$1,500 Yield ($4.25 a Square Foot) From Selling a Weed - Despite Grasshopper Plague

Here is Luna Billington and her father Michael surveying one of my sheep sorrel patches at my Hot Springs, Montana farm.  Notice the green plants in the foreground and the dug up patch.
Sheep sorrel (Rumex acetosella) is a common non-native weed. 3 years ago I let a few chance plants grow in my irrigated garden because I knew it was in demand as a medicinal.  Mostly I let it grow as an understory to the shrubs and perennial herbs
We harvested about 100 pounds of fresh sheep sorrel root this year and it would have been a lot more except for the grasshopper plague killed a lot of it and retarded the rest.  The garden looks pretty bare in this November 3 photo because the grasshoppers stripped the leaves off almost all plants and even ate the bark on some shrubs and trees.  Notice they didn’t do much damage to the black locust trees.
The sheep sorrel made over $1,500 for me this year, my best crop in the grasshopper ravaged garden  $4.25 a square foot in yield. Not bad for a weed in the garden.
Notice the semi-arid nature of the hills in the background  This area receives between 12 and 15 inches of precip a year normally and this year’s drought affected us too.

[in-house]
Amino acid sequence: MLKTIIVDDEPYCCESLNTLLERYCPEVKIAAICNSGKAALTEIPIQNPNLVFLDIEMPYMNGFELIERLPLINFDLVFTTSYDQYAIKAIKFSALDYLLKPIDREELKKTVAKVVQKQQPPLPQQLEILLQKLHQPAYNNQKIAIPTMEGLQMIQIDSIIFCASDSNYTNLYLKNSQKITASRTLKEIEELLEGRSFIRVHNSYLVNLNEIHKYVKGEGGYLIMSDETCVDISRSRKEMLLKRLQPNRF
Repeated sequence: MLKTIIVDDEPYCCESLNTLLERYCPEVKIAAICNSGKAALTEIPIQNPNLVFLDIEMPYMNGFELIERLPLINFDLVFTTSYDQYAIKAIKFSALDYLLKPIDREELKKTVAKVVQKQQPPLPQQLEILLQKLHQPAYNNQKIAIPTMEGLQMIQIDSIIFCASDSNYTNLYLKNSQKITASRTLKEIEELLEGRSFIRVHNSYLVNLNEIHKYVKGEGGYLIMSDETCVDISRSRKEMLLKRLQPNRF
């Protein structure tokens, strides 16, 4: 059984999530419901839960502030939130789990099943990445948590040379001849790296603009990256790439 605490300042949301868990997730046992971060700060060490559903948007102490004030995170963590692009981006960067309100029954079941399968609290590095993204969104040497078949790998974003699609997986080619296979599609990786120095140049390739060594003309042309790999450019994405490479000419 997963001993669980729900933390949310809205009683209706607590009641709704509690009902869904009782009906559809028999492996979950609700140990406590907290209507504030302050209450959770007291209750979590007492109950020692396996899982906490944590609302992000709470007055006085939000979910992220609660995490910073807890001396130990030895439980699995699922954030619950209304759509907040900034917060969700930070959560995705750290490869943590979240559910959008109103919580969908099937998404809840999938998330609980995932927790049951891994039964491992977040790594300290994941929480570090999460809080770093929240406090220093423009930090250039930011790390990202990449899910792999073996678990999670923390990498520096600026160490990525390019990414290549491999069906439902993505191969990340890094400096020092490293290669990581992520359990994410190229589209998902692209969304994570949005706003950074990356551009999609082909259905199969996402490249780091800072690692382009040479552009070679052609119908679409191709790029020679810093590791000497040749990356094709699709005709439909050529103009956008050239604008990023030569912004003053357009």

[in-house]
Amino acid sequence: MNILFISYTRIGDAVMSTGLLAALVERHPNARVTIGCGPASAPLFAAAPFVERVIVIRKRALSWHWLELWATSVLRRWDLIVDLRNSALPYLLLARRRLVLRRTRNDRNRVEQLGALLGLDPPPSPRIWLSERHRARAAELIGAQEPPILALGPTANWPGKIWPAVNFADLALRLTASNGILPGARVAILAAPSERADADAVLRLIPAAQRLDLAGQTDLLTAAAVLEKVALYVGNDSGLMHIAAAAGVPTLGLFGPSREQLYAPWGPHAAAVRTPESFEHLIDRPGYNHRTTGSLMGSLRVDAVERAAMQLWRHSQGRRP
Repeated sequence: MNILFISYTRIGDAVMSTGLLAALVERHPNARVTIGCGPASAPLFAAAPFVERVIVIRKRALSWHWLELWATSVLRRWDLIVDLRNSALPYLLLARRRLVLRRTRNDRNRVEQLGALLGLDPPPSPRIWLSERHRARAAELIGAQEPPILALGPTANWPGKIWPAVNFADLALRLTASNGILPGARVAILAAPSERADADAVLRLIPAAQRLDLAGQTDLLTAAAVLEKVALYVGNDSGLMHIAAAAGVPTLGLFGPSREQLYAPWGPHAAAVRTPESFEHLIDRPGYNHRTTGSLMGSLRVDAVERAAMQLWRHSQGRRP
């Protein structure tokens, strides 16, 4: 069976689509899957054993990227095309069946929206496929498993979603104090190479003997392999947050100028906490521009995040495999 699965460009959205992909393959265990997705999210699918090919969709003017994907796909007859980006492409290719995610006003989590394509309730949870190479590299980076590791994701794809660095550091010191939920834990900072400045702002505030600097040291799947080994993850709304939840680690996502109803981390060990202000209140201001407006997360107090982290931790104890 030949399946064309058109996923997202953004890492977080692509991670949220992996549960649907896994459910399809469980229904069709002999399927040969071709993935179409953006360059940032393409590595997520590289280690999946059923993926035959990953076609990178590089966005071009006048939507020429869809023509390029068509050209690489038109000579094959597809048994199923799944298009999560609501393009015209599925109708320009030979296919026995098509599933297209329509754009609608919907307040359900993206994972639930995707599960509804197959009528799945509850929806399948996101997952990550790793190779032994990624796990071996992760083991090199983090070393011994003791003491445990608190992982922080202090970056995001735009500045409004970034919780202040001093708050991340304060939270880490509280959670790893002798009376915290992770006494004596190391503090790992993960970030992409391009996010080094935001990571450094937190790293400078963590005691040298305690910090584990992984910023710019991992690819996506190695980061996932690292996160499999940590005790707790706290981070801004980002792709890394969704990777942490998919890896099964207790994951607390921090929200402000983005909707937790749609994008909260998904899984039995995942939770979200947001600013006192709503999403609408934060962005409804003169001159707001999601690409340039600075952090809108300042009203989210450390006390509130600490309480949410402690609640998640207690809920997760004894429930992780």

Other photos here show a close up of open patches and one underneath the stripped currant bushes. Note the dark green fall nettle crop in the background. The grasshoppers ate the main crop but a fall crop of leaves came up.
In 42 years of growing I have only been wiped out by grasshoppers twice. So every 21 years in the inland Northwest one might expect a bad grasshopper year.  More drought might make this happen more often.  Another reason to stabilize the climate.

MICHAEL “SKEETER” PILARSKI is a life-long student of plants and earth repair. His farming career started in 2nd grade and his organic farming career began in 1972 at age 25. Michael founded Friends of the Trees Society in 1978 and took his first permaculture design course in 1982. Since 1988 he has taught 36 permaculture design courses in the US and abroad. His specialties include earth repair, agriculture, seed collecting, nursery sales, tree planting, fruit picking, permaculture, agroforestry, forestry, ethnobotany, medicinal herb growing, hoeing and wildcrafting. He has hands-on experience with over 1000 species of plants. He is a prolific gathering organizer and likes group singing.